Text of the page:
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Part 3: Use VSAE fragments to monitor a service

This is Part 3 in a series of posts described here:  https://kevinholman.com/2016/06/04/authoring-management-packs-the-fast-and-easy-way-using-visual-studio/

 

In our next example fragment – we will monitor a service by creating a monitor that targets our custom class.

 

Step 1:  Download and extract the sample MP fragments.  These are available here:  https://gallery.technet.microsoft.com/SCOM-Management-Pack-VSAE-2c506737

I will update these often as I enhance and add new ones, so check back often for new versions.

 

Step 2:  Open your newly created MP solution, and open Solution Explorer.  This solution was created in Part 1, and the class was created in Part 2.

 

Step 3:  Create a folder and add the fragment to it.

Create a folder called “Monitors” in your MP:

 

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Right click Monitors, and Add > Existing item.

Find the fragment named “Monitor.Service.WithAlert.mpx” and add it.

Select Monitor.Service.WithAlert.mpx in solution explorer to display the XML.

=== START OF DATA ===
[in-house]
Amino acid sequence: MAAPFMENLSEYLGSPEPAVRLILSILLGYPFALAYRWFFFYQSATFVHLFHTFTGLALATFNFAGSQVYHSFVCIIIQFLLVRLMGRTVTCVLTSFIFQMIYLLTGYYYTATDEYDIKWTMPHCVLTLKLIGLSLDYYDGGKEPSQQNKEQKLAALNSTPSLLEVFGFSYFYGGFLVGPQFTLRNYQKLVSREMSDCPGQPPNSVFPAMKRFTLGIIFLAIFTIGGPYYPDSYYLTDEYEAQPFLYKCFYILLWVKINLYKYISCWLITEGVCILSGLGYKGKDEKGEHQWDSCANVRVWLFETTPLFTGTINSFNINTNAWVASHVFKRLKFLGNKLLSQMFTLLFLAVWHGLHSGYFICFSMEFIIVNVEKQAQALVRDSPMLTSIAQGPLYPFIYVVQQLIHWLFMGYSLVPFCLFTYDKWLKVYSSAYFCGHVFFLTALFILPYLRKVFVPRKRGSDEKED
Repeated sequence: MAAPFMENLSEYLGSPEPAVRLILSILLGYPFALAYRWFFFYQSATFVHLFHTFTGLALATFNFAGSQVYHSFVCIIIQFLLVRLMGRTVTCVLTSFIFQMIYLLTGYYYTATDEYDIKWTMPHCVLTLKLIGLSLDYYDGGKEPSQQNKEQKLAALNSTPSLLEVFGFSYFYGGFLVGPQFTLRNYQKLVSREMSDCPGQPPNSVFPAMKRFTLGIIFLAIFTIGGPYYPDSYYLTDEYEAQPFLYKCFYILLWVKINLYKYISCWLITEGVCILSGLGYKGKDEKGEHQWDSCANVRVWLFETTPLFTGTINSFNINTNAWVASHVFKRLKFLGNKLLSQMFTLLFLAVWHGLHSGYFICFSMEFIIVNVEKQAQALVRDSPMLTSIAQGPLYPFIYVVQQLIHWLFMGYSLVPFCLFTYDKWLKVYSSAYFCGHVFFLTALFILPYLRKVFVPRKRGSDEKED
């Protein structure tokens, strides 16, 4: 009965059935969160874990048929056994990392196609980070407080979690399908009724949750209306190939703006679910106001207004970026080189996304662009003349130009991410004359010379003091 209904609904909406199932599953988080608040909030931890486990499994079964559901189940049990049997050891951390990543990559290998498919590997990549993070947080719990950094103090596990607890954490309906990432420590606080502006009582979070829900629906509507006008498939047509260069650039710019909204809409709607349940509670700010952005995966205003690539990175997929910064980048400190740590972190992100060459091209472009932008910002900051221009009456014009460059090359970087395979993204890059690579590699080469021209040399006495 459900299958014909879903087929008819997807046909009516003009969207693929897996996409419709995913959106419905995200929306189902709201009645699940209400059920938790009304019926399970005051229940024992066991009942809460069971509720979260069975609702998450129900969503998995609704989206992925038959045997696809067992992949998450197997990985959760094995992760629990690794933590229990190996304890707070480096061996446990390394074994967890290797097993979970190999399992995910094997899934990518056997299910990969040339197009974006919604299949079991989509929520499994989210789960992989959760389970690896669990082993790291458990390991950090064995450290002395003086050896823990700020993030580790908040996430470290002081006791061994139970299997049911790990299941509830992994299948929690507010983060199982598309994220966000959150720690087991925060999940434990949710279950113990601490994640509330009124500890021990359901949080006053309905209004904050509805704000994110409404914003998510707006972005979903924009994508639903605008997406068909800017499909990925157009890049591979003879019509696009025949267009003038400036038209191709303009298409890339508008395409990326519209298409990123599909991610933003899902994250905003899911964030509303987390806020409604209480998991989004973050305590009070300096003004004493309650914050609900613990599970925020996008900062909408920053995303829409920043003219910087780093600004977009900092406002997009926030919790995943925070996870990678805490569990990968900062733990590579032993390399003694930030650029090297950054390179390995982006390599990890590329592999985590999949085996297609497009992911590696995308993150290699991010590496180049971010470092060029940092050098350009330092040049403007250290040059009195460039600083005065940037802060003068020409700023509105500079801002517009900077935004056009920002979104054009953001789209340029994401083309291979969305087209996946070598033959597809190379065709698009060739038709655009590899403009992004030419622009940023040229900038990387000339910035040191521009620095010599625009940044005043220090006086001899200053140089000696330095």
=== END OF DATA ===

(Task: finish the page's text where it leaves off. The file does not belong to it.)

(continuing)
Step 4:  Find and Replace

Replace ##CompanyID## with our company ID which is “Fab

Replace ##AppName## with our App ID, which is “DemoApp

Replace ##ClassID## with the custom class we created in Step 2.  This was “Fab.DemoApp.Class” from our previous class fragment.

Replace ##ServiceName## with the short name of any service.  For this Demo, since “DemoApp” is a made up example, we will just use the spooler service.  So replace with “spooler

 

That took all of 2 minutes.  Take another few minutes to review the XML we have in this fragment.  It is a simple monitor definition, that will generate an alert and change state when the spooler service isn’t running.  There are also display strings which can be modified for the monitor display name, alert name, and alert description.

 

 

Step 5:  Build the MP.   BUILD > Build Solution.

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Step 6:  Import or Deploy the management pack.

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When enough time passes, the agent will get the new MP, and will load the new monitor.  In our discovered inventory view – we should be able to see the state change from “Unmonitored” to “Healthy” because our custom class now gets health rollup from the monitor we just created.

 

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Step 7:  Test the MP.

Stop the Print Spooler service.  Verify we see a state change and the alert we expect:

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Nice!   And easy.

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2 Comments

    • Kevin Holman

      You really shouldn’t. Lots of services start and stop as a normal operation, and this usually leads to noise and people ignoring things that should be monitored. However, if you DO want to monitor all services, then you should write a script for that, that accepts ignored services as an overridable parameter, and ignores specific known services that you never want to monitor.

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